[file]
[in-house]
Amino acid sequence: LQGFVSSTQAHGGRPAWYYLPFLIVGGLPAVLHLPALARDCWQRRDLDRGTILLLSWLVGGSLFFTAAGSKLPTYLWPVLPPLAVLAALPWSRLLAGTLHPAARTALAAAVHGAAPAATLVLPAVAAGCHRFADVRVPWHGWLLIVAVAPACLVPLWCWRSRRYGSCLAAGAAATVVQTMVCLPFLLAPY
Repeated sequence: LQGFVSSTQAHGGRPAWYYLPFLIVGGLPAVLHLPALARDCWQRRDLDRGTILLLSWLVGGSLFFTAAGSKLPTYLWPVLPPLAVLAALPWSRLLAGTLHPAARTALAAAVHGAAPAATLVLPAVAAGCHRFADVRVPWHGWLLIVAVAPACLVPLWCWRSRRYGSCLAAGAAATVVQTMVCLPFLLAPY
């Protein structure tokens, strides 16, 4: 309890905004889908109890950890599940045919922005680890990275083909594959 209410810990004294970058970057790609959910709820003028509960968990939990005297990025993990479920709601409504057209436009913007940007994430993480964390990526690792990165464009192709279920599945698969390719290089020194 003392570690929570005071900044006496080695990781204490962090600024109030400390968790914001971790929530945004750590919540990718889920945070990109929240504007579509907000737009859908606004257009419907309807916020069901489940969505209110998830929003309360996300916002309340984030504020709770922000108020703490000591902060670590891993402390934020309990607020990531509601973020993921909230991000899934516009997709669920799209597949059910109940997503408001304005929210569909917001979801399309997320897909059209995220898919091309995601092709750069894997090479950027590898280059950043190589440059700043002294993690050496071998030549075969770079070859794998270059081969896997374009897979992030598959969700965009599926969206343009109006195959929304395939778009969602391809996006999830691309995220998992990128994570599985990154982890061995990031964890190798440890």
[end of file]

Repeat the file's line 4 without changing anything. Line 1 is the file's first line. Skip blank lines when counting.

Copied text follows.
């Protein structure tokens, strides 16, 4: 309890905004889908109890950890599940045919922005680890990275083909594959 209410810990004294970058970057790609959910709820003028509960968990939990005297990025993990479920709601409504057209436009913007940007994430993480964390990526690792990165464009192709279920599945698969390719290089020194 003392570690929570005071900044006496080695990781204490962090600024109030400390968790914001971790929530945004750590919540990718889920945070990109929240504007579509907000737009859908606004257009419907309807916020069901489940969505209110998830929003309360996300916002309340984030504020709770922000108020703490000591902060670590891993402390934020309990607020990531509601973020993921909230991000899934516009997709669920799209597949059910109940997503408001304005929210569909917001979801399309997320897909059209995220898919091309995601092709750069894997090479950027590898280059950043190589440059700043002294993690050496071998030549075969770079070859794998270059081969896997374009897979992030598959969700965009599926969206343009109006195959929304395939778009969602391809996006999830691309995220998992990128994570599985990154982890061995990031964890190798440890």